Agriculture Minister Ouk Rabun on Monday rejected the findings of a new Global Witness report that implicates the government in a vast illegal logging operation run by timber tycoon Try Pheap, claiming that the U.K. environmental rights group was ill-informed of the country’s export rules.
In a report released last week—the product of an eight month, in-depth and undercover investigation based on dozens of interviews and eyewitness accounts—Global Witness lays out Cambodia’s laws on logging and exports and explains the many ways it found Mr. Pheap’s companies to be violating them with impunity.
Speaking to reporters after a three-hour, closed door meeting with the National Assembly’s agriculture commission, Mr. Rabun said the group was simply ignorant of the laws dictating what the country can and cannot send overseas.
“Our government has a clear process for exporting timber, but Global Witness does not know about the process,” the minister said, without going into any details.
“We have not conspired with Try Pheap’s companies to export timber. We have a clear process. If we were conspiring, they would not have been able to take pictures of the trucks at the port or transporting the wood,” he added.
Global Witness’ report is accompanied by photographs its researchers took of Mr. Pheap’s depots and his containers at the Sihanoukville Autonomous Port full of Siamese rosewood.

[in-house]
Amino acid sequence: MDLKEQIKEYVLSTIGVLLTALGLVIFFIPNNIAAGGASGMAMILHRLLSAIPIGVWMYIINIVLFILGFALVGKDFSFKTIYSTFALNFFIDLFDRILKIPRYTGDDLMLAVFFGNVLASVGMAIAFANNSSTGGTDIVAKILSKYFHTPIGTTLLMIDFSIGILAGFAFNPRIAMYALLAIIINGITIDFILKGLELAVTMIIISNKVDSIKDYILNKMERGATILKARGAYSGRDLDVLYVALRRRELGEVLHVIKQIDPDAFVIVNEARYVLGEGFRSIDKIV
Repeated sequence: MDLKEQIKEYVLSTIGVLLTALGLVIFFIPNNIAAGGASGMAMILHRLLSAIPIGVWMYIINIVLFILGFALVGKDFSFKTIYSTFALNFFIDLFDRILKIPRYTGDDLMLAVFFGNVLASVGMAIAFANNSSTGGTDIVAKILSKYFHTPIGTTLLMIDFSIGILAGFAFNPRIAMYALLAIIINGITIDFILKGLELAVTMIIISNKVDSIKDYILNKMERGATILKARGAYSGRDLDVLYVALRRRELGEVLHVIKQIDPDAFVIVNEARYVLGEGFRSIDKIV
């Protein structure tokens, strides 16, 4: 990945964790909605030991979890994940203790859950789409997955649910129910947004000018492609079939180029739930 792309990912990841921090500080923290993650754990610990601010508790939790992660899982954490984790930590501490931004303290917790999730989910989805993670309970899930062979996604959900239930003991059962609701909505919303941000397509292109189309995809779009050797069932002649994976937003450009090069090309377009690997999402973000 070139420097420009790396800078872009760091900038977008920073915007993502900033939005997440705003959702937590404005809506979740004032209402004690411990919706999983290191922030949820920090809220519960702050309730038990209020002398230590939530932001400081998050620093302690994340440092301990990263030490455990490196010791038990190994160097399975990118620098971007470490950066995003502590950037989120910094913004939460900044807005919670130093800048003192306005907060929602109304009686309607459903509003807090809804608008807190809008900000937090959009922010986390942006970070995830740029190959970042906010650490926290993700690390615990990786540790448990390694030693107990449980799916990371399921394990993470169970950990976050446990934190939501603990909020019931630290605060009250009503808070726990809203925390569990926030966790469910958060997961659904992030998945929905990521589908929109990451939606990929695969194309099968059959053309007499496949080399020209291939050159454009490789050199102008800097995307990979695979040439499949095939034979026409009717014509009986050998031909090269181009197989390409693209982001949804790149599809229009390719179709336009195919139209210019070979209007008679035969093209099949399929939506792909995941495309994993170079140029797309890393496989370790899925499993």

The harvesting of Siamese rosewood in natural forests is banned in Cambodia, and since 2013, the government has required a special license for its export in unprocessed form. Despite the new report’s evidence of unprocessed rosewood ready to be shipped out of Sihanoukville, the government has not issued a single license for its export since 2013.
Global Witness’ researchers also saw Mr. Pheap’s company exporting logs wider than 25 cm, another breach of Cambodia’s export rules.
Opposition lawmaker Eng Chhay Eang, who chairs the National Assembly’s agriculture commission, told reporters Monday that Mr. Rabun was asked by his commission to help families locked in land disputes with private firms to settle their cases outside the country’s politicized courts.
Mr. Rabun said he had advised ethnic minority groups to apply for communal land titles, which are designed specifically to protect their ancestral land from private companies, and that the government was constantly reminding developers not to clear disputed territory.
The government has handed out only a handful of communal land titles since making the option available more than 12 years ago, however, and private developers regularly clear land that is claimed by local residents.